James Hughes on Moral Enhancement, and the Cyborg Buddha Project
James and I discuss moral enhancement and his up and coming book Cyborg Buddha.
Moral Enhancement in this context: The use of information technology, psychopharmaceuticals, genetic engineering, brain stimulation or nano-neurotechnologies to control immoral sentiments, reasoning and behavior, and/or enhance moral sentiments, reasoning and behavior.
“Virtue Engineering.” – Transvision 06
[su_dropcap]I[/su_dropcap]n the near future we will have many technologies that will allow us to modify and assist our emotions and reasoning. One of the purposes we will put these technologies to is to assist our adherence to self-chosen moral codes and citizenship obligations. For instance we will be able to suppress unwelcome desires, enhance compassion and empathy, and expand our understanding our social world and the consequences of actions. So, contrary to the bioconservative accusation that neurological self-determination and human enhancement will encourage more selfishness in society, it will probably permit people to be even more moral and responsible than they currently are. (Video of Talk here)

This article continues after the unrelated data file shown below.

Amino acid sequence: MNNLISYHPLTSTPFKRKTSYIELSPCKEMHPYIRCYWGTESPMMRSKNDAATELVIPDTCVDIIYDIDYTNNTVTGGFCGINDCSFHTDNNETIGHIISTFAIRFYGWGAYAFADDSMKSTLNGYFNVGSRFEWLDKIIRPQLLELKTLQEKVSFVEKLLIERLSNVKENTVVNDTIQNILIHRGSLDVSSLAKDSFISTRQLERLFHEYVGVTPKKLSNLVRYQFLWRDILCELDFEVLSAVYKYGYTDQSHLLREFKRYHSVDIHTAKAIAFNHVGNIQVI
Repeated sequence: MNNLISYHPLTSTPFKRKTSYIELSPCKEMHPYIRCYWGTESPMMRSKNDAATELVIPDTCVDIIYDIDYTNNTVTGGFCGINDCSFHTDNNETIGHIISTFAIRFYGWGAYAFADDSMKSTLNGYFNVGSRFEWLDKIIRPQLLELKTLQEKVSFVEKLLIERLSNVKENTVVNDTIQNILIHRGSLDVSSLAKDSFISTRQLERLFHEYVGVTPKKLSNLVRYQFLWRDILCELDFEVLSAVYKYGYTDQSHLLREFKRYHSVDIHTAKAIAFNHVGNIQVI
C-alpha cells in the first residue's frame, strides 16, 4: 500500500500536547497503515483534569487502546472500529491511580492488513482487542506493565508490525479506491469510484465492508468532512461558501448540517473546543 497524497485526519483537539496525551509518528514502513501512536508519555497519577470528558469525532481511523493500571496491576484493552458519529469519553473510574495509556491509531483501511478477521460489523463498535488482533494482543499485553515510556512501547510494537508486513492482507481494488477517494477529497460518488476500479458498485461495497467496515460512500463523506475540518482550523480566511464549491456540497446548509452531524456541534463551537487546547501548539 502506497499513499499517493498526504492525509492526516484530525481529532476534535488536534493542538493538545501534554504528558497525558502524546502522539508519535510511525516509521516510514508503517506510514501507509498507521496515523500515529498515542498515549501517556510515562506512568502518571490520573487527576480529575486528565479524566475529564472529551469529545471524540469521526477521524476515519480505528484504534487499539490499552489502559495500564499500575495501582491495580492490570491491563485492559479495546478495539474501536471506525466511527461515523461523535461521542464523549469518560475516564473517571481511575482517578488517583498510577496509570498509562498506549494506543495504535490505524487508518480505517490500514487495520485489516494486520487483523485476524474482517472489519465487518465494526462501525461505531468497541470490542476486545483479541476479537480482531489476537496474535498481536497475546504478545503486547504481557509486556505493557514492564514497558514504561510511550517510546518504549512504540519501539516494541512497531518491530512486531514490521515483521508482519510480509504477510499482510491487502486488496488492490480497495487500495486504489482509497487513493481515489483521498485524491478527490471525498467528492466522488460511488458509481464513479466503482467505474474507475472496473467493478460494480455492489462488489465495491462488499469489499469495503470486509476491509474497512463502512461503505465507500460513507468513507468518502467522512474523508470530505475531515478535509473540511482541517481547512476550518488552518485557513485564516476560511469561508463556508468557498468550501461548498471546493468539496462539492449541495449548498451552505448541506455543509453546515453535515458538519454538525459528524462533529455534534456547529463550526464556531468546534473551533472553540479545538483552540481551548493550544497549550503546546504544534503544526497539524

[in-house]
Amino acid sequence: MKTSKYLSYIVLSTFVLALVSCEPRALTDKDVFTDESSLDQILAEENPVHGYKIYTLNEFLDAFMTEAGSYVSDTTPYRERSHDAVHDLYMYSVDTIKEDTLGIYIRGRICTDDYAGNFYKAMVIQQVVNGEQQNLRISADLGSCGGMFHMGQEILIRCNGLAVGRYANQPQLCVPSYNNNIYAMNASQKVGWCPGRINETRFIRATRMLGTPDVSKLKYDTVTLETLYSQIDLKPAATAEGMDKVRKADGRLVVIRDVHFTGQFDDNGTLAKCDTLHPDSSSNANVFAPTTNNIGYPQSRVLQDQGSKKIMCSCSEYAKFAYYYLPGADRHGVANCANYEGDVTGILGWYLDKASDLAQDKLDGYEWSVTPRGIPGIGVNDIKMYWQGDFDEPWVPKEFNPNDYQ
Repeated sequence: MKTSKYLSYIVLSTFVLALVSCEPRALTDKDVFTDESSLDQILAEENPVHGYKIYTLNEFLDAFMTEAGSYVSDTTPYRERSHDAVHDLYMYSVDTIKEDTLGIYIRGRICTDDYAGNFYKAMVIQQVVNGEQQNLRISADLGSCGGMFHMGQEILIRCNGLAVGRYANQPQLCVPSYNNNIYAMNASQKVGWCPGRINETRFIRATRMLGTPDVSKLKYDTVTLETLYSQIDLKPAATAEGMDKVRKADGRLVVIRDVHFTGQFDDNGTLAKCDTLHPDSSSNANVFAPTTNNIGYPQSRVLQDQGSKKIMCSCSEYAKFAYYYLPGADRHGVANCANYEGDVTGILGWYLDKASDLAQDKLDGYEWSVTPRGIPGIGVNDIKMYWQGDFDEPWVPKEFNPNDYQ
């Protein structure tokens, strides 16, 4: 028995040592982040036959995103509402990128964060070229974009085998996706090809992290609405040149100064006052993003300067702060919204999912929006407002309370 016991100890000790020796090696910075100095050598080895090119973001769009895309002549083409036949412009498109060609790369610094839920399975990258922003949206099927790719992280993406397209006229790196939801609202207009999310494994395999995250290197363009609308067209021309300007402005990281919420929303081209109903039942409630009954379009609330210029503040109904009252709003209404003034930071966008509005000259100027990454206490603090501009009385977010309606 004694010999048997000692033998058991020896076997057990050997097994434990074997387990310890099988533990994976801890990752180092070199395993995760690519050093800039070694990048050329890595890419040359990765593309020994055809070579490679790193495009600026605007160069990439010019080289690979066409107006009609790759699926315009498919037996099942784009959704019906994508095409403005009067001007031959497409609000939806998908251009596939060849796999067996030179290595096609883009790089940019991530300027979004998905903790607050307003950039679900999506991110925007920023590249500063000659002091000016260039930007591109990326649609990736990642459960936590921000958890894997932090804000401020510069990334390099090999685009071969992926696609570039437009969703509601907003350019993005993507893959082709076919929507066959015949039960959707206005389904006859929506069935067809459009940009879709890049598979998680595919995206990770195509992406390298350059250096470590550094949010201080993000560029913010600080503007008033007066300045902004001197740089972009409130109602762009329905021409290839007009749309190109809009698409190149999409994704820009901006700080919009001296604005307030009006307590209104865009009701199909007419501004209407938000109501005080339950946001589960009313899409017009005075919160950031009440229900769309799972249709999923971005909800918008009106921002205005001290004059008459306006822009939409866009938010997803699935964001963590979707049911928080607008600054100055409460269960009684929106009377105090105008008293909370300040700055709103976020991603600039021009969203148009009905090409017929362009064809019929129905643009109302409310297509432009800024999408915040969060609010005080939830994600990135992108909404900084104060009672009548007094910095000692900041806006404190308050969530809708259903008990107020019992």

“After Happiness, Cyborg Virtue”
[su_dropcap]A[/su_dropcap]lthough I have used a version of utilitarianism to argue for both transhumanism and social democracy, and for the technoprogressive hybrid of the two, research in hedonic psychology and emerging neurotechnologies make utilitarianism an unattractive moral logic. Instead, I now argue that a version of Sen and Nussbaum’s capabilities approach better supports the technoprogressive endeavor. The capabilities approach argues for both social and technological enablement of human abilities. When the capabilities approach is combined with the idea that virtues are social capabilities, one conclusion is that “moral enhancement,” the use of neurotechnologies to enhance moral sentiment, cognition and behavior, is a social obligation. A schema of virtues to be enhanced, and relevant therapeutic morally enhancing neurochemicals, are discussed.
James Hughes – Director if IEET
James Hughes is Director of the Institute for Ethics and Emerging Technologies – the following interview provides a good background:
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